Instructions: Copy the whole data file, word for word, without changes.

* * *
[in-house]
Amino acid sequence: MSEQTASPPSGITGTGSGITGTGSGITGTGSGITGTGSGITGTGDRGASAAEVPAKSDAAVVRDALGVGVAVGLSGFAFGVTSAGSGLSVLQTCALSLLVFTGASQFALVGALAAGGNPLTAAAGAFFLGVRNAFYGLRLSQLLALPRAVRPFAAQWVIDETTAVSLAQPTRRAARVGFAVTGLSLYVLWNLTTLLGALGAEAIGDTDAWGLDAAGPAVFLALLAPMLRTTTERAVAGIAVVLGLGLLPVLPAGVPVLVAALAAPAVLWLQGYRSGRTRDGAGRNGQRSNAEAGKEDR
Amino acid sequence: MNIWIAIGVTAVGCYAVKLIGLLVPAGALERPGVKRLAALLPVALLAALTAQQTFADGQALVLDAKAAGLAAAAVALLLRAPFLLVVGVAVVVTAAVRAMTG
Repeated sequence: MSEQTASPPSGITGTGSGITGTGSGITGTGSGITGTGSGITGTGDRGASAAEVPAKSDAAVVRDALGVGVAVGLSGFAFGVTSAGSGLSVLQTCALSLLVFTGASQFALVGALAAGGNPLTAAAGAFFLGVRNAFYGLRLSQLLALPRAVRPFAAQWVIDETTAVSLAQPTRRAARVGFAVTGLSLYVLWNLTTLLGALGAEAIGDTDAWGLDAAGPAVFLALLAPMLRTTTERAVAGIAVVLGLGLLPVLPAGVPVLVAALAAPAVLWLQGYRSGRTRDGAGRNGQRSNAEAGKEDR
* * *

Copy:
[in-house]
Amino acid sequence: MSEQTASPPSGITGTGSGITGTGSGITGTGSGITGTGSGITGTGDRGASAAEVPAKSDAAVVRDALGVGVAVGLSGFAFGVTSAGSGLSVLQTCALSLLVFTGASQFALVGALAAGGNPLTAAAGAFFLGVRNAFYGLRLSQLLALPRAVRPFAAQWVIDETTAVSLAQPTRRAARVGFAVTGLSLYVLWNLTTLLGALGAEAIGDTDAWGLDAAGPAVFLALLAPMLRTTTERAVAGIAVVLGLGLLPVLPAGVPVLVAALAAPAVLWLQGYRSGRTRDGAGRNGQRSNAEAGKEDR
Amino acid sequence: MNIWIAIGVTAVGCYAVKLIGLLVPAGALERPGVKRLAALLPVALLAALTAQQTFADGQALVLDAKAAGLAAAAVALLLRAPFLLVVGVAVVVTAAVRAMTG
Repeated sequence: MSEQTASPPSGITGTGSGITGTGSGITGTGSGITGTGSGITGTGDRGASAAEVPAKSDAAVVRDALGVGVAVGLSGFAFGVTSAGSGLSVLQTCALSLLVFTGASQFALVGALAAGGNPLTAAAGAFFLGVRNAFYGLRLSQLLALPRAVRPFAAQWVIDETTAVSLAQPTRRAARVGFAVTGLSLYVLWNLTTLLGALGAEAIGDTDAWGLDAAGPAVFLALLAPMLRTTTERAVAGIAVVLGLGLLPVLPAGVPVLVAALAAPAVLWLQGYRSGRTRDGAGRNGQRSNAEAGKEDR